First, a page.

Sleep to Learn More

by Julie Baird on November 25, 2009

When we learn something new we need time to absorb it into our brain, we need to make sense of it so that we can apply it. But time alone is not enough to maximize the learning.

Often performance improves after a time-interval that includes sleep.

Many studies demonstrate that a healthy sleep produces a significant learning dependent performance boost. Healthy sleep must include the right amounts of the different types of sleep, which play different roles in how we consolidate and organize our memories.

In motor skill learning, an interval of sleep may be critical for the skills to be adopted; without sleep it will take longer to master the skill.

A study has also found that after sleep there is an increased insight, a sudden gain of explicit knowledge. Because during sleep the our new memories are restructured so they make sense to us.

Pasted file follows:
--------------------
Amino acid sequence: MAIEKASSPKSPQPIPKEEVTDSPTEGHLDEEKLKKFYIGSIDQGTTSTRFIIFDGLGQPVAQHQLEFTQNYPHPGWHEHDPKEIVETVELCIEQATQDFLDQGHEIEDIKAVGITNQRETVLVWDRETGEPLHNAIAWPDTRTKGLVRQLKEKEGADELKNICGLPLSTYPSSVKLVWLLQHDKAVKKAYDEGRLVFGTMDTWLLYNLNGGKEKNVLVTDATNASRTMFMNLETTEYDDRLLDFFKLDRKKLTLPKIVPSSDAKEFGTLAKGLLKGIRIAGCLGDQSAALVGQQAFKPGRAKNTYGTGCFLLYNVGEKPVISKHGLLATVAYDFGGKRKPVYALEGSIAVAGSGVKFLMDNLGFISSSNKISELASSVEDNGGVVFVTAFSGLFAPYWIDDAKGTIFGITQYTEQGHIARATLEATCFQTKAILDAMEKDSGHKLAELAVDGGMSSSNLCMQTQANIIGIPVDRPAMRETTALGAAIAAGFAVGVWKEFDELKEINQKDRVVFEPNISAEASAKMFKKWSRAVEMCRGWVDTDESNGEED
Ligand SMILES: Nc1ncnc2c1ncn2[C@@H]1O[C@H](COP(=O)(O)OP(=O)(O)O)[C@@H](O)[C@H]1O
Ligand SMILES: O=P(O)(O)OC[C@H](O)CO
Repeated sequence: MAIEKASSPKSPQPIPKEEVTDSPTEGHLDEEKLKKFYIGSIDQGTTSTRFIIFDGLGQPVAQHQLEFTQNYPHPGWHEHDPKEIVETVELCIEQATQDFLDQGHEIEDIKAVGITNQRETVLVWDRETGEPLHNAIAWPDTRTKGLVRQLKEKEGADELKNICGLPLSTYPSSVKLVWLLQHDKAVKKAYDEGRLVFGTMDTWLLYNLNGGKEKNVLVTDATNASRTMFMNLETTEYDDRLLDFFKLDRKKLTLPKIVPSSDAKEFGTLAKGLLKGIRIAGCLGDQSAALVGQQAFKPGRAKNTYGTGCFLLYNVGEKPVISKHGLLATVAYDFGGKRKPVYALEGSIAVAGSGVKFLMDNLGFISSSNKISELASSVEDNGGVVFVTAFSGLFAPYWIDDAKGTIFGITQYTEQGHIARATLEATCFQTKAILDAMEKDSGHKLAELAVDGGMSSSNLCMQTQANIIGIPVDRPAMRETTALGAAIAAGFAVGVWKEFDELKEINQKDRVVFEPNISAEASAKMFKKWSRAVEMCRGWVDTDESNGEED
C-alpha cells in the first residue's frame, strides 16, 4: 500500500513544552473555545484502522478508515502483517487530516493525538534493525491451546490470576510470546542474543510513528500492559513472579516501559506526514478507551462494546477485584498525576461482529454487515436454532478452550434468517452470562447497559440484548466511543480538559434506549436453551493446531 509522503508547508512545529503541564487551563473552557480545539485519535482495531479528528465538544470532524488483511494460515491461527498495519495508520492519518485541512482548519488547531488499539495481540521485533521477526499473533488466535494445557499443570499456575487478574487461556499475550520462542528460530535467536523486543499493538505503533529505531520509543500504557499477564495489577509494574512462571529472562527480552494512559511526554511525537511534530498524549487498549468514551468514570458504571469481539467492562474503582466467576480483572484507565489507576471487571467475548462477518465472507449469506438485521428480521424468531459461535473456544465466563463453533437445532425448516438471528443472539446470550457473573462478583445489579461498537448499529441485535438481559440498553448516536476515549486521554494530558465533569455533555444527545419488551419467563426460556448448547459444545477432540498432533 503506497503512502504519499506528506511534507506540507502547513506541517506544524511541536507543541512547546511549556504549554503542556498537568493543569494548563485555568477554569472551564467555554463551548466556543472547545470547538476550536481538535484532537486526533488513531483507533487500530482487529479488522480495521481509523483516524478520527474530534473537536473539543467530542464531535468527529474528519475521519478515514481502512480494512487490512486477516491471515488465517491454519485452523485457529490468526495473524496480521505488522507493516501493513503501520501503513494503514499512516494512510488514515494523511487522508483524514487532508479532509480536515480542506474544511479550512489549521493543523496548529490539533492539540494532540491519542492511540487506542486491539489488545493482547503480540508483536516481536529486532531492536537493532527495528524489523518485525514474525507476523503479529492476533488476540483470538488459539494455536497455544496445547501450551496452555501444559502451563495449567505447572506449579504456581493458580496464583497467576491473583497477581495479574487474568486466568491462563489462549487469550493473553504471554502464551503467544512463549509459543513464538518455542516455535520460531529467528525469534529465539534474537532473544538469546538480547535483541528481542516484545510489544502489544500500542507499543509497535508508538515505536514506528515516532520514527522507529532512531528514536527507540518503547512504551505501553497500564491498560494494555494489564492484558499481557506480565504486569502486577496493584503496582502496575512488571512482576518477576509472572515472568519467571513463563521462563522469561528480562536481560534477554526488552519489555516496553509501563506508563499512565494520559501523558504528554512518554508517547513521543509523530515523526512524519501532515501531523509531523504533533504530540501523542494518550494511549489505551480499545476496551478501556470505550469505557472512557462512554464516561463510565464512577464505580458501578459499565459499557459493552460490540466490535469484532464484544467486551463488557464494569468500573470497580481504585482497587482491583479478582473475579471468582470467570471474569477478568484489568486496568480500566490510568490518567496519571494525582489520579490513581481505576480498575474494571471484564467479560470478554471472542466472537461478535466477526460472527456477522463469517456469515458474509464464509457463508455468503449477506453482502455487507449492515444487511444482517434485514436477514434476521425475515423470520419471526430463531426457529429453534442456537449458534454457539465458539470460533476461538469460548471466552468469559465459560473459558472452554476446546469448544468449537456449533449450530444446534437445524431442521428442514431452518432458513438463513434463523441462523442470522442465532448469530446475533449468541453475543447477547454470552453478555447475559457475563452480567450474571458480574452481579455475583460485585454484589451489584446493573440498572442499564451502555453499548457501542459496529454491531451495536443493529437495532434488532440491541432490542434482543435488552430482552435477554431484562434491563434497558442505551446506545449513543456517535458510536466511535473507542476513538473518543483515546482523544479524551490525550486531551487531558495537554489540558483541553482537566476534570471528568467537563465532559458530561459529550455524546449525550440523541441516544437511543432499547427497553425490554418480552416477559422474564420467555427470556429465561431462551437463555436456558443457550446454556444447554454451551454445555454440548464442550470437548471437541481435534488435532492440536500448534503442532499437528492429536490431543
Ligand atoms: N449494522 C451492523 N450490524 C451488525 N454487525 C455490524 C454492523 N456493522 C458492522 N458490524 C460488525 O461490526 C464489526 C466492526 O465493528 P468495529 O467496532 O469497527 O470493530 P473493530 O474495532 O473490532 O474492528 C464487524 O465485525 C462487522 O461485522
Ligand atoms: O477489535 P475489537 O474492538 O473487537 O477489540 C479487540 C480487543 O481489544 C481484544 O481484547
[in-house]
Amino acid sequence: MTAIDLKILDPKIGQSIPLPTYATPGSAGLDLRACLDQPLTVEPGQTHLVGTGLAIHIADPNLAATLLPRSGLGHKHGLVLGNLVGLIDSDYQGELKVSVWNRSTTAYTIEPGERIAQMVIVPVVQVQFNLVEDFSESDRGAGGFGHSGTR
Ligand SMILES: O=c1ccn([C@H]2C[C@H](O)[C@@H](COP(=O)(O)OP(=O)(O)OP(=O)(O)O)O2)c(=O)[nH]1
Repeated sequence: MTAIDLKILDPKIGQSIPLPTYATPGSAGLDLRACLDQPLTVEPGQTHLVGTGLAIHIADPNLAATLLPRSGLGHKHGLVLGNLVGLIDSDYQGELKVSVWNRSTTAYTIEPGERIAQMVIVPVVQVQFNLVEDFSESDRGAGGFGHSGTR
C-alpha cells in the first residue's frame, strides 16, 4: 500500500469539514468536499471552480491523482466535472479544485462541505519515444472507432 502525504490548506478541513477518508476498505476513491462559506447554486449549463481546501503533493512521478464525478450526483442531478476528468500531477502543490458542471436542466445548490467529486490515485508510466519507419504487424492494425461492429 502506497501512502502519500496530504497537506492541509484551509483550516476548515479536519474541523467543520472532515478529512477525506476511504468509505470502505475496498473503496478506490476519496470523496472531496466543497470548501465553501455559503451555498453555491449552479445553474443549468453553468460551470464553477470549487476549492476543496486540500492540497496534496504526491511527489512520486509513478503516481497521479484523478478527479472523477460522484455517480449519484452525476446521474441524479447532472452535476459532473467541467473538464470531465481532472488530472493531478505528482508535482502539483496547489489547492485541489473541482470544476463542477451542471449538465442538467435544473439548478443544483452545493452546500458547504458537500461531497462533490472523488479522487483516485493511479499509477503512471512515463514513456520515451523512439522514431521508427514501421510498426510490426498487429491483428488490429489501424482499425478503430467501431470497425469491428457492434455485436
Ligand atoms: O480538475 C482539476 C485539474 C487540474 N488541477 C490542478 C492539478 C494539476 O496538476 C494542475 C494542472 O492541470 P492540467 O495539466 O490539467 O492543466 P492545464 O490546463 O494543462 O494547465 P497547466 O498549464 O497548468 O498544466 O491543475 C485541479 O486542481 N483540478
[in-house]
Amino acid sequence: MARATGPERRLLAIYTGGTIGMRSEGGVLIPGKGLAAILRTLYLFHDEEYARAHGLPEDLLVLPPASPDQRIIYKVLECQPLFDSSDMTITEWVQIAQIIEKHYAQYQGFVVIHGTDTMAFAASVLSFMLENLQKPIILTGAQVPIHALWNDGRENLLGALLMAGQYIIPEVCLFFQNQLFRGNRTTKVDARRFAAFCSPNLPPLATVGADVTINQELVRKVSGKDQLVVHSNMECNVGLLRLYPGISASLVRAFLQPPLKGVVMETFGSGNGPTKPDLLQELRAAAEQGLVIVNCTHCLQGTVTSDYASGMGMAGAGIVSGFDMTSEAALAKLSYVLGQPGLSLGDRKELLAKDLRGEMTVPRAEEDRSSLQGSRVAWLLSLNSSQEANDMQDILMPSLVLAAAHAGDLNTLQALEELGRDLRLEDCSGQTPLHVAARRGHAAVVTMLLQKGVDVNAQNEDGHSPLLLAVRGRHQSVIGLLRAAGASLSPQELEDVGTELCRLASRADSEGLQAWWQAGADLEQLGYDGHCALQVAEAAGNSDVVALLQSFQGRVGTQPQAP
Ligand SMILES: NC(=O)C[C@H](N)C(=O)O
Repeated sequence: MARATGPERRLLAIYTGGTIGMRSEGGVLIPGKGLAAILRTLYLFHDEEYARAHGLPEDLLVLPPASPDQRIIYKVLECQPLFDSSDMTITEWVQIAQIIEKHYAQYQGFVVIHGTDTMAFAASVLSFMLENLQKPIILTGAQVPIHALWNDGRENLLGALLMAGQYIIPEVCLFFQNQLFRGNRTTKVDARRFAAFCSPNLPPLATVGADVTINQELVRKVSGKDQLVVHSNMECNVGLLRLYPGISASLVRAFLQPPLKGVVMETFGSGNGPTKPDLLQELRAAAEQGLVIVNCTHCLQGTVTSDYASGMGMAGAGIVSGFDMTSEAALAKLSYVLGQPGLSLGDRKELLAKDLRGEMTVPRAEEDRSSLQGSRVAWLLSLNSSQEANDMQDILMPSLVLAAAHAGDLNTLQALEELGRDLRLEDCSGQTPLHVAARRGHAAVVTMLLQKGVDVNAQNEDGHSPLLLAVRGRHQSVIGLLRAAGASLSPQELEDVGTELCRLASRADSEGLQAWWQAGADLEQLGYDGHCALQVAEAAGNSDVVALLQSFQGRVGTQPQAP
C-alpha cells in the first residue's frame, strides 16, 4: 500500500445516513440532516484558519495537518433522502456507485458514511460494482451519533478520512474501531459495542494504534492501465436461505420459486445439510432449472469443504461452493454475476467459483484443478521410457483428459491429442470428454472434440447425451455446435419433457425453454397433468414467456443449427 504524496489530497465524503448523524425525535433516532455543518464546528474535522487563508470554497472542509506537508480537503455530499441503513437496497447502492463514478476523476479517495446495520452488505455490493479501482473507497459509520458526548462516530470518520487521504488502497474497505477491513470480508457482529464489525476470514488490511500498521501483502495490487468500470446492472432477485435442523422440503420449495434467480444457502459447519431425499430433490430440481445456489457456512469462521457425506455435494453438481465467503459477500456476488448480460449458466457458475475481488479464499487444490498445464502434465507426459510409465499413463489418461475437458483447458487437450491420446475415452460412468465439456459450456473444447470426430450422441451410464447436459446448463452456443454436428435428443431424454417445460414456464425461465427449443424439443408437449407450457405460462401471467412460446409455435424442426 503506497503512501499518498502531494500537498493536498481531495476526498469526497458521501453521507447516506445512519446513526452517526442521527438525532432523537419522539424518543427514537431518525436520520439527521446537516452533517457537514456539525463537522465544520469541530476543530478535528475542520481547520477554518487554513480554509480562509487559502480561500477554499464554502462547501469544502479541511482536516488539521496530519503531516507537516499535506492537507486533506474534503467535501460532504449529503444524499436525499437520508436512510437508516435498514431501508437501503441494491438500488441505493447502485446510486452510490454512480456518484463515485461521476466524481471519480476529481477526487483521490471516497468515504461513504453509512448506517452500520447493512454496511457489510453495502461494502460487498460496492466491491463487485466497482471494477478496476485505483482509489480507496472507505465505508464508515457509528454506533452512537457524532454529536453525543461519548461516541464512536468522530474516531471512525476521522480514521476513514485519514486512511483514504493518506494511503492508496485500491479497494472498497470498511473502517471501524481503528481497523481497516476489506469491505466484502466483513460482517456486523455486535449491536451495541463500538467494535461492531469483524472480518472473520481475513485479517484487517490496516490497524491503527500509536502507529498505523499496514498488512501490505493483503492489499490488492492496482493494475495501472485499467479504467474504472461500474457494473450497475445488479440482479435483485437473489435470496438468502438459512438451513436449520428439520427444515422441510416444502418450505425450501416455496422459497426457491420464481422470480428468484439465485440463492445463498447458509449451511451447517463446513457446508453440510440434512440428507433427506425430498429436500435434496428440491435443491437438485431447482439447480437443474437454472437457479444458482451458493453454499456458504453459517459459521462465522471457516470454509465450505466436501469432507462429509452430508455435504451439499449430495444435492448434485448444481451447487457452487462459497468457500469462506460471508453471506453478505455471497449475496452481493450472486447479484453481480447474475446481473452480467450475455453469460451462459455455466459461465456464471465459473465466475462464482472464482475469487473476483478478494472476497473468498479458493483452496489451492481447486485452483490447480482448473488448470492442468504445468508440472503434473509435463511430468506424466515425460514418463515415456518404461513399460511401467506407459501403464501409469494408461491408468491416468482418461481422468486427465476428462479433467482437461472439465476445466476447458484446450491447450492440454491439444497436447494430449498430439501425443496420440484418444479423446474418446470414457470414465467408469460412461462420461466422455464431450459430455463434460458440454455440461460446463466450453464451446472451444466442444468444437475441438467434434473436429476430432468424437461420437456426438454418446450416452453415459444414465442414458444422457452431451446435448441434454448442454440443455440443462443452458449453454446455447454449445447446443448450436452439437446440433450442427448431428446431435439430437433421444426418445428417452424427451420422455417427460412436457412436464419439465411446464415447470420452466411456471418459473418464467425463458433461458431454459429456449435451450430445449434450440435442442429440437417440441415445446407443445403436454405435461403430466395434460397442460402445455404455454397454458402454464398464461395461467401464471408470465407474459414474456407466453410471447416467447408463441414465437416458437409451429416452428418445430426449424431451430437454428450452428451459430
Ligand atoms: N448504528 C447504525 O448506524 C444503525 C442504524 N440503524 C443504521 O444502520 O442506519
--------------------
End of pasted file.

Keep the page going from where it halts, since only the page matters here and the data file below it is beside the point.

Sleep has been directly linked to the grades of students. One in four U.S. high school students admit to falling asleep in class at least once a week. Consequently, results have shown that those who sleep less do poorly.

There have been a ton of stuides done on sleep and the effects on the human brain. It all gets very technical, but basically boils down to common sense.

If you want to perform at your best – you need to get good quality sleep!

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